Are Motorbikes Safe in London?
About 47% of motorbike accidents in the UK occur in London, which means that it is statistically the area where you are most likely to have an accident. However, thousands of people ride motorbikes without incident every day in the city.
Are Half Helmets Legal in the UK?
Half helmets naturally provide less protection than full motorcycle helmets, but they do still offer some protection for the top of the head, and they can help prevent some brain injuries. Half helmets are legal in the UK, as long as they meet British safety standards.
How Often Should You Change Motorcycle Helmet?
Motorcycle helmets can be worn down over time and with exposure to UV and other elements. If there are any signs of visible damage to a helmet, you should always change it, and if you have been involved in an accident and the helmet was knocked or scraped, you should consider changing it then, too. A helmet can fracture: the fracture might not be visible, but it will compromise the protective shell. Generally, you should replace a helmet every five years, perhaps more often if you ride regularly and cover long distances.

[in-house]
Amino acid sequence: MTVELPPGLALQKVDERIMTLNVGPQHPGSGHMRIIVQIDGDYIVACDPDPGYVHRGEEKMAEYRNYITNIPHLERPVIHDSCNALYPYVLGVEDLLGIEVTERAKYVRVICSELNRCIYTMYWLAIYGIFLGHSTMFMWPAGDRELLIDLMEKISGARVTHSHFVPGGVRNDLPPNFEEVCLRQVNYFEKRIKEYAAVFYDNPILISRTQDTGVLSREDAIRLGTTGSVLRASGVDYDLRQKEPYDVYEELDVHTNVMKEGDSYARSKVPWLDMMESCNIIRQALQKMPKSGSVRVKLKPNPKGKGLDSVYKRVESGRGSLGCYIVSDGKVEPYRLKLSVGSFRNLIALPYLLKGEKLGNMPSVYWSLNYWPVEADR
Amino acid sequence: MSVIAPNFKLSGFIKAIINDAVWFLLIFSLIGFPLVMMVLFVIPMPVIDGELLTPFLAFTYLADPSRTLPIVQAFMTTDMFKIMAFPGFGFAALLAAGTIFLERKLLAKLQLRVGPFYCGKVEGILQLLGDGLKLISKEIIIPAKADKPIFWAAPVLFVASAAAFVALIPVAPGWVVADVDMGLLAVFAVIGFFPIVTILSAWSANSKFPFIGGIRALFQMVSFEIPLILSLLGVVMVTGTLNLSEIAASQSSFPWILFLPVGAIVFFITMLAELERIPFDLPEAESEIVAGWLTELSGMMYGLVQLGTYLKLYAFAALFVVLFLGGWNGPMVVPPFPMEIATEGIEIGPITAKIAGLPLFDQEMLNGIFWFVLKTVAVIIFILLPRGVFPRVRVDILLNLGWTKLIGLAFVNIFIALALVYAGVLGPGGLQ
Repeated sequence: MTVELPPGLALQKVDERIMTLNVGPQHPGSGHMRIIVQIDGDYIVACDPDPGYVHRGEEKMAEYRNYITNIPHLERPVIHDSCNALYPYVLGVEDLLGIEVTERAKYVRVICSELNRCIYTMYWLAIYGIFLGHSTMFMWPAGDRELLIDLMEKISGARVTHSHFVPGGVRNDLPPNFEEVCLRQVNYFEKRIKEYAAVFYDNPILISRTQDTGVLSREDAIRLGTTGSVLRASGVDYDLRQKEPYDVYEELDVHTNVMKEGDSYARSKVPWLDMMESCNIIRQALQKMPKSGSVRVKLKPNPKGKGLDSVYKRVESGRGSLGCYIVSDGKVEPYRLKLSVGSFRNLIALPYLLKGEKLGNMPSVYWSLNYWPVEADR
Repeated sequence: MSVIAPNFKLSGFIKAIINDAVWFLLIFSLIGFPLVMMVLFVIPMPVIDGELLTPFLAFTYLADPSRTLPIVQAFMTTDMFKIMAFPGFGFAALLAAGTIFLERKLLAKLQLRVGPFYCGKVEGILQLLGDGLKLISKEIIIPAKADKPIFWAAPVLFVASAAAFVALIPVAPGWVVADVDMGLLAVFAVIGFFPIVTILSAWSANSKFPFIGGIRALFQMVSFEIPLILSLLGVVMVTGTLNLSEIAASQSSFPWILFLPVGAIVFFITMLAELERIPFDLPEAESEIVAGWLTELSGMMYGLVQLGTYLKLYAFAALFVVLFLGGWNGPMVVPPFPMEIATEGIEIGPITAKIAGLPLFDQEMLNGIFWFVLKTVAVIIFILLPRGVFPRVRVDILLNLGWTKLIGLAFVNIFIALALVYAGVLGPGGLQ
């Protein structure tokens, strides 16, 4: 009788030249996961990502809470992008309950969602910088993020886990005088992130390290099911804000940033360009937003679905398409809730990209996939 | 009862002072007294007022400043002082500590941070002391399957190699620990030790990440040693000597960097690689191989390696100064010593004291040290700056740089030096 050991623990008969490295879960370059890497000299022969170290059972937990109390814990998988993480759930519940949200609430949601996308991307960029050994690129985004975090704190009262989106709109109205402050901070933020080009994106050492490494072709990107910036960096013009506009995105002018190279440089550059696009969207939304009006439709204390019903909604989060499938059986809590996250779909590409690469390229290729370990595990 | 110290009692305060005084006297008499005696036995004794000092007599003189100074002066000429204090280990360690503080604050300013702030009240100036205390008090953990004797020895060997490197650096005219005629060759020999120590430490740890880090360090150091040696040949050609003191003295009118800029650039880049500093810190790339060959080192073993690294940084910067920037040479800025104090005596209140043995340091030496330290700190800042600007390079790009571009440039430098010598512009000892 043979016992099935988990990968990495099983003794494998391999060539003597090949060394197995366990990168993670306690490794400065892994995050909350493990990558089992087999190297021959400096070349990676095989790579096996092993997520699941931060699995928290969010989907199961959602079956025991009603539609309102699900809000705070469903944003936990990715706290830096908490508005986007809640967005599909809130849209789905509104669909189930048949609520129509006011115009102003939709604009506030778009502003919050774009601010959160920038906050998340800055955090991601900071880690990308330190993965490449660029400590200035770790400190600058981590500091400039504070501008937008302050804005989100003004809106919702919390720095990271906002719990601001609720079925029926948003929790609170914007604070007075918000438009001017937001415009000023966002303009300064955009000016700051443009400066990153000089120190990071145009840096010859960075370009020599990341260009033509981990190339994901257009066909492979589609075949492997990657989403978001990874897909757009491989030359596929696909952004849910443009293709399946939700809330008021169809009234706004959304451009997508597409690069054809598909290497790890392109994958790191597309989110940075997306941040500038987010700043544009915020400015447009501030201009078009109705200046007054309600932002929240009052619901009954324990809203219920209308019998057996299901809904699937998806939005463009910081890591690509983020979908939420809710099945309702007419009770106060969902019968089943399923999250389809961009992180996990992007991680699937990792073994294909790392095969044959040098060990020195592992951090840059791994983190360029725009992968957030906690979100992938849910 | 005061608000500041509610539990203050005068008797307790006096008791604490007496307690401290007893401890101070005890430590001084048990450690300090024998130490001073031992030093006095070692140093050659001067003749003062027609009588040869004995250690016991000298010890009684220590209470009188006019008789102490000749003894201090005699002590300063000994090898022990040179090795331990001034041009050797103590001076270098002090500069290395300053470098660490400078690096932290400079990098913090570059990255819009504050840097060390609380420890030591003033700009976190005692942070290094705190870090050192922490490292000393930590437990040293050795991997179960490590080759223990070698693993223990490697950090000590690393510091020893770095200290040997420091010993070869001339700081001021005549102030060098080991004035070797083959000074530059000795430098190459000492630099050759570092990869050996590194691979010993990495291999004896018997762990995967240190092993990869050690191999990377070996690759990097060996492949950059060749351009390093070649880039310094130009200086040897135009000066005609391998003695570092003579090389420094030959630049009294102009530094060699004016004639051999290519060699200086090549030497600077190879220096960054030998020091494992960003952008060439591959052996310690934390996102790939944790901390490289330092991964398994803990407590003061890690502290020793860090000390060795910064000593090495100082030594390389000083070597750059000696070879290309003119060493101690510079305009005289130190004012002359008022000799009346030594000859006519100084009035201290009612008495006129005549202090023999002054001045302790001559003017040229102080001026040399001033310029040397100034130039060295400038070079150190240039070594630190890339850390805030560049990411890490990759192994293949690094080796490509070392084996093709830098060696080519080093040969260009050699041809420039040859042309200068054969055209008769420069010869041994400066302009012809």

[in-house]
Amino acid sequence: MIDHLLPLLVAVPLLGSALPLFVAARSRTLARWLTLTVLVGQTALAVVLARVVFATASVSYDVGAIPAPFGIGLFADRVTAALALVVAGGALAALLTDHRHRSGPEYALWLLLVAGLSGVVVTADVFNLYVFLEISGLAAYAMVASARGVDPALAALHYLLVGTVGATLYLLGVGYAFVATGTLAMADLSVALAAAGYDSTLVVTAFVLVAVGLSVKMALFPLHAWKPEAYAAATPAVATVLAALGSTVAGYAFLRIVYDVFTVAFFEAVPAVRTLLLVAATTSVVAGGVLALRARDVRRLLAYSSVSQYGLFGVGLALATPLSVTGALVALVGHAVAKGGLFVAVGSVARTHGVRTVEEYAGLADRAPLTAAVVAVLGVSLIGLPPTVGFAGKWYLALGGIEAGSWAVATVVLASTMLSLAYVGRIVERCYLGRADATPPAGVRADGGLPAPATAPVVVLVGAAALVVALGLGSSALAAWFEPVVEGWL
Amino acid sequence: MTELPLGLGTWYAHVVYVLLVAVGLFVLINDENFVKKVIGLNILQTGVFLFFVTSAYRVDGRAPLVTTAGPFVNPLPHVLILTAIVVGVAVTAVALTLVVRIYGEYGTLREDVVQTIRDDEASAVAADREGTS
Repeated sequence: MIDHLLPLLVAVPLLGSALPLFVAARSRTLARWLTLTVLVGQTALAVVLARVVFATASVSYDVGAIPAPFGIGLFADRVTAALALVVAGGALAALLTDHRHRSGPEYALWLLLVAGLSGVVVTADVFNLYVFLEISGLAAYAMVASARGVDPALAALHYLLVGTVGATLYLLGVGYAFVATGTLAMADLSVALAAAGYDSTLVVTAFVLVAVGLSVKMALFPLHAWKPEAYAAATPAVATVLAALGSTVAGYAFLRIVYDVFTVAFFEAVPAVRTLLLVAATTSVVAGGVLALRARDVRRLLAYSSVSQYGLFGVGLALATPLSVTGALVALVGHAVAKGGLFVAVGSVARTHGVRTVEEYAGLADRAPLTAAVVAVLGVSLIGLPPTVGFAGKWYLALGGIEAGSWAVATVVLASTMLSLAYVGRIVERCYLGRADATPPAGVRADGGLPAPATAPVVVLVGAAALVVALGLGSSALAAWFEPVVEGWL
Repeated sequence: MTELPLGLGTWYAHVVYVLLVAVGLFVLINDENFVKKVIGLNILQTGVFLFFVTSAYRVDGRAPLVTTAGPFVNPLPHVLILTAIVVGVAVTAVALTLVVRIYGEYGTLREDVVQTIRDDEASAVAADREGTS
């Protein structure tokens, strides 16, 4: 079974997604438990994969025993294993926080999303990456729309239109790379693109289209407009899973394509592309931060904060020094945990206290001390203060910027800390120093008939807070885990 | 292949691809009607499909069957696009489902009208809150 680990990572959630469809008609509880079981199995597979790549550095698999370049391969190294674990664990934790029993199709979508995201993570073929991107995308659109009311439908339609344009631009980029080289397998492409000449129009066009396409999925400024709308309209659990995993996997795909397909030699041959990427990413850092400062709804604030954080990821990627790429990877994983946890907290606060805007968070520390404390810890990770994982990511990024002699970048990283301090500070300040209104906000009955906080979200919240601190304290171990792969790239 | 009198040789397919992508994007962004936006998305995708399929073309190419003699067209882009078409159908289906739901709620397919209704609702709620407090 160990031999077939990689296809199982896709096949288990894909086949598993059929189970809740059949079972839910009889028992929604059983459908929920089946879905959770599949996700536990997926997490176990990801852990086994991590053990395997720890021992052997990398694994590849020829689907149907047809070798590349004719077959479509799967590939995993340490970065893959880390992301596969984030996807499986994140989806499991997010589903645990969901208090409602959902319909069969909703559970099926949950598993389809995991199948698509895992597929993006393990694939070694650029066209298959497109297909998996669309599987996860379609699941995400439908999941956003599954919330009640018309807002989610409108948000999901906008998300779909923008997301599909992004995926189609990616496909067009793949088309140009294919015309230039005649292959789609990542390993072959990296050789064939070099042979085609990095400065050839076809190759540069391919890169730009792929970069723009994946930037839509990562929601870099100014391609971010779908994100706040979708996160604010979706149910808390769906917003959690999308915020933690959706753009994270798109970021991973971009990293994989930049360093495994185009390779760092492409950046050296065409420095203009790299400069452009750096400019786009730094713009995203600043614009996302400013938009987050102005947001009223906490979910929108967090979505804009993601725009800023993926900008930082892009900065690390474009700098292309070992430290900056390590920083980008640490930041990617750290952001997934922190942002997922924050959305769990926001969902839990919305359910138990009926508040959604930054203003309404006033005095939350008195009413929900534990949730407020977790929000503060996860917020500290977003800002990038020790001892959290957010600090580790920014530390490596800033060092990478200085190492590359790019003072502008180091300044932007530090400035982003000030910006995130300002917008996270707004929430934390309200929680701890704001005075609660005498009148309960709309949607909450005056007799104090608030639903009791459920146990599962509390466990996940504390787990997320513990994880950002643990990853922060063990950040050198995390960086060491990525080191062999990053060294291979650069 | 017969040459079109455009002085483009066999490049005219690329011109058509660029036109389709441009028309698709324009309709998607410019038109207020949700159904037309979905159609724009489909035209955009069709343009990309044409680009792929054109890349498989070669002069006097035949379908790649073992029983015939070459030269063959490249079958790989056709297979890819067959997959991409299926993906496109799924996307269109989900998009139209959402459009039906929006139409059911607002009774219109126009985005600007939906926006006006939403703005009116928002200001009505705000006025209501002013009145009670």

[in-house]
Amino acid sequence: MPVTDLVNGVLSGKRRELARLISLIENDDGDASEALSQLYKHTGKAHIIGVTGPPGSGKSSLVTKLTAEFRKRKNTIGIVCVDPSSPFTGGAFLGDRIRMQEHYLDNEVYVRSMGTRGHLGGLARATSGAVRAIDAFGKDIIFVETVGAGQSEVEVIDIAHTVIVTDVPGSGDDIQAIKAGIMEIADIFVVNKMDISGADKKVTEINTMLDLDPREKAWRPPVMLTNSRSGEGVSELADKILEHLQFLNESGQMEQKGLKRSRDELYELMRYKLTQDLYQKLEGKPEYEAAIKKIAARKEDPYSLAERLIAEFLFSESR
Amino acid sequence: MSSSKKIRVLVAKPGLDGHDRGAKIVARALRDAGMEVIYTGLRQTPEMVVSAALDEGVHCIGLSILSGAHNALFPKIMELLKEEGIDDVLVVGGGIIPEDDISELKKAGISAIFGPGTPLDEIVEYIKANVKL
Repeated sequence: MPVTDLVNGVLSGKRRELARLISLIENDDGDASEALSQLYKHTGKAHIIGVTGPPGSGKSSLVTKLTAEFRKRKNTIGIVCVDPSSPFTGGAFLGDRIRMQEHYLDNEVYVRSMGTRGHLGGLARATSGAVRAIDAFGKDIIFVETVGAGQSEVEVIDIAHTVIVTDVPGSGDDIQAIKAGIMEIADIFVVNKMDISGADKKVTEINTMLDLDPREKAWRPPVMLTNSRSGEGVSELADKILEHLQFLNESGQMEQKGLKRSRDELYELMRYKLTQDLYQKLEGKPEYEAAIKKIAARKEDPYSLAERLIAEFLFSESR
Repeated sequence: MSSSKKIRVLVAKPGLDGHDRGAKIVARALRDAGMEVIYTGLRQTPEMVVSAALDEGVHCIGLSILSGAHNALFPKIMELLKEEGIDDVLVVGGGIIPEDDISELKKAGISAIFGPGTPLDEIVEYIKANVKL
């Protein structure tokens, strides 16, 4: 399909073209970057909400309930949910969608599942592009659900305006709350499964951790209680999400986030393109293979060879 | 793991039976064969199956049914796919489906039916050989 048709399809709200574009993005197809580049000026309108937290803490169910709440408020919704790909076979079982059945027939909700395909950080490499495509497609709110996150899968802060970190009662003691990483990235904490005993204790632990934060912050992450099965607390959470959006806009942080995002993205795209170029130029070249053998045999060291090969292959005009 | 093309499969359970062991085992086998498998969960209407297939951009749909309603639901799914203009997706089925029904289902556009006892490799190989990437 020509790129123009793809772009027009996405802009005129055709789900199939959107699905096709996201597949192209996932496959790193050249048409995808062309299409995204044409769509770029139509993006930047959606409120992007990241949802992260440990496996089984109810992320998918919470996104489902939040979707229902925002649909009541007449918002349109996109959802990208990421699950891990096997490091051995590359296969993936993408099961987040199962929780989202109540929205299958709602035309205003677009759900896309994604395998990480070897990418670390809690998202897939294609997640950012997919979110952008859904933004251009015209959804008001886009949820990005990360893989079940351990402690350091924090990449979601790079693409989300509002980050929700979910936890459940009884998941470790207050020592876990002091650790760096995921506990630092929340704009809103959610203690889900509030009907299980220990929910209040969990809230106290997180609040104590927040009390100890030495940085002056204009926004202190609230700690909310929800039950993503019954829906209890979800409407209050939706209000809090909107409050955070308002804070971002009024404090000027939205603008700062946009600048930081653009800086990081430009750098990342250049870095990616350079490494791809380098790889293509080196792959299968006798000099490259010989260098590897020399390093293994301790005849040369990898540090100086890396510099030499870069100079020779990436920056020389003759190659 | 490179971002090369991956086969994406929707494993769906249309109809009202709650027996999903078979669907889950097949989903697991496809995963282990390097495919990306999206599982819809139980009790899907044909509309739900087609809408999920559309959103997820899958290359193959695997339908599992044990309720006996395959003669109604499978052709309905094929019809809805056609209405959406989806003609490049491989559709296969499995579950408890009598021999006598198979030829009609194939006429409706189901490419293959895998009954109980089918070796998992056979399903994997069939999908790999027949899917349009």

There are more than 1.2 million registered motorcycles in the UK. They are popular because they offer more convenience around towns and cities and can cost less in petrol. They’re also considered more exciting. However, statistics show that you are more likely to be seriously injured in a motorcycle accident than if you drive a car, and motorcycle fatalities are much more common by number of users or distance covered than with any other type of vehicle.